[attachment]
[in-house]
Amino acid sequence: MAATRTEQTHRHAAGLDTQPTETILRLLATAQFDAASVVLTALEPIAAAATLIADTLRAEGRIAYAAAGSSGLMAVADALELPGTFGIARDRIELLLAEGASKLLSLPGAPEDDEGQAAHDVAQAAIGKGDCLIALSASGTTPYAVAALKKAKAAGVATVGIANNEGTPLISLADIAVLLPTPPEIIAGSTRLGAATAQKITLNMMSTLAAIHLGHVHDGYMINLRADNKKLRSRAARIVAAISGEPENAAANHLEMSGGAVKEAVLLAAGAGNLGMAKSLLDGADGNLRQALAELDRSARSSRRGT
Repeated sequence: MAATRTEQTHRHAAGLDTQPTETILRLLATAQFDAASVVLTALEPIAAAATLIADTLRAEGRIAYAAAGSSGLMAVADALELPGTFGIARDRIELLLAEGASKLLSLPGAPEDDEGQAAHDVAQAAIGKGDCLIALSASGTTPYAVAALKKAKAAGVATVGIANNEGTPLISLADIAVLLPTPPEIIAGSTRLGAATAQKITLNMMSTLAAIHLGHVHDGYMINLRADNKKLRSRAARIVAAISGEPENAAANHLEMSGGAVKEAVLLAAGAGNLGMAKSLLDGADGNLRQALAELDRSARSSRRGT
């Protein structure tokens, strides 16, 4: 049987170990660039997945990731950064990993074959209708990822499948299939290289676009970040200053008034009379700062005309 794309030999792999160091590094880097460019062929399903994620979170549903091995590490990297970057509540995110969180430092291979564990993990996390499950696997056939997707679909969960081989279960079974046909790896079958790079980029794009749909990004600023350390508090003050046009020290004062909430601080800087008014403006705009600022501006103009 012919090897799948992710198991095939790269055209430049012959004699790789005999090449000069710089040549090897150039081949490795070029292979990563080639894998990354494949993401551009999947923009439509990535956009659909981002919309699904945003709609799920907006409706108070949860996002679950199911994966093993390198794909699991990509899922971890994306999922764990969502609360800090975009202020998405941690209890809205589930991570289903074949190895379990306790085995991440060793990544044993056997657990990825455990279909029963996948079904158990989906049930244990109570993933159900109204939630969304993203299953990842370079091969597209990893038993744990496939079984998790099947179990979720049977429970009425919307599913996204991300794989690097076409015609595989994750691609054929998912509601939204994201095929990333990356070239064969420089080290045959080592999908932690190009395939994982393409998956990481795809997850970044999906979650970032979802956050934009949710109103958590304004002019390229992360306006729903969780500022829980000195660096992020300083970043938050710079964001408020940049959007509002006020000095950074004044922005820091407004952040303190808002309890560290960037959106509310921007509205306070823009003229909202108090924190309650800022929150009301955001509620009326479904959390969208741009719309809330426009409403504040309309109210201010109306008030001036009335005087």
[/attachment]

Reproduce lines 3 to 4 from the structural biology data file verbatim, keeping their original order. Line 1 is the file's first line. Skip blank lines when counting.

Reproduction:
Repeated sequence: MAATRTEQTHRHAAGLDTQPTETILRLLATAQFDAASVVLTALEPIAAAATLIADTLRAEGRIAYAAAGSSGLMAVADALELPGTFGIARDRIELLLAEGASKLLSLPGAPEDDEGQAAHDVAQAAIGKGDCLIALSASGTTPYAVAALKKAKAAGVATVGIANNEGTPLISLADIAVLLPTPPEIIAGSTRLGAATAQKITLNMMSTLAAIHLGHVHDGYMINLRADNKKLRSRAARIVAAISGEPENAAANHLEMSGGAVKEAVLLAAGAGNLGMAKSLLDGADGNLRQALAELDRSARSSRRGT
């Protein structure tokens, strides 16, 4: 049987170990660039997945990731950064990993074959209708990822499948299939290289676009970040200053008034009379700062005309 794309030999792999160091590094880097460019062929399903994620979170549903091995590490990297970057509540995110969180430092291979564990993990996390499950696997056939997707679909969960081989279960079974046909790896079958790079980029794009749909990004600023350390508090003050046009020290004062909430601080800087008014403006705009600022501006103009 012919090897799948992710198991095939790269055209430049012959004699790789005999090449000069710089040549090897150039081949490795070029292979990563080639894998990354494949993401551009999947923009439509990535956009659909981002919309699904945003709609799920907006409706108070949860996002679950199911994966093993390198794909699991990509899922971890994306999922764990969502609360800090975009202020998405941690209890809205589930991570289903074949190895379990306790085995991440060793990544044993056997657990990825455990279909029963996948079904158990989906049930244990109570993933159900109204939630969304993203299953990842370079091969597209990893038993744990496939079984998790099947179990979720049977429970009425919307599913996204991300794989690097076409015609595989994750691609054929998912509601939204994201095929990333990356070239064969420089080290045959080592999908932690190009395939994982393409998956990481795809997850970044999906979650970032979802956050934009949710109103958590304004002019390229992360306006729903969780500022829980000195660096992020300083970043938050710079964001408020940049959007509002006020000095950074004044922005820091407004952040303190808002309890560290960037959106509310921007509205306070823009003229909202108090924190309650800022929150009301955001509620009326479904959390969208741009719309809330426009409403504040309309109210201010109306008030001036009335005087």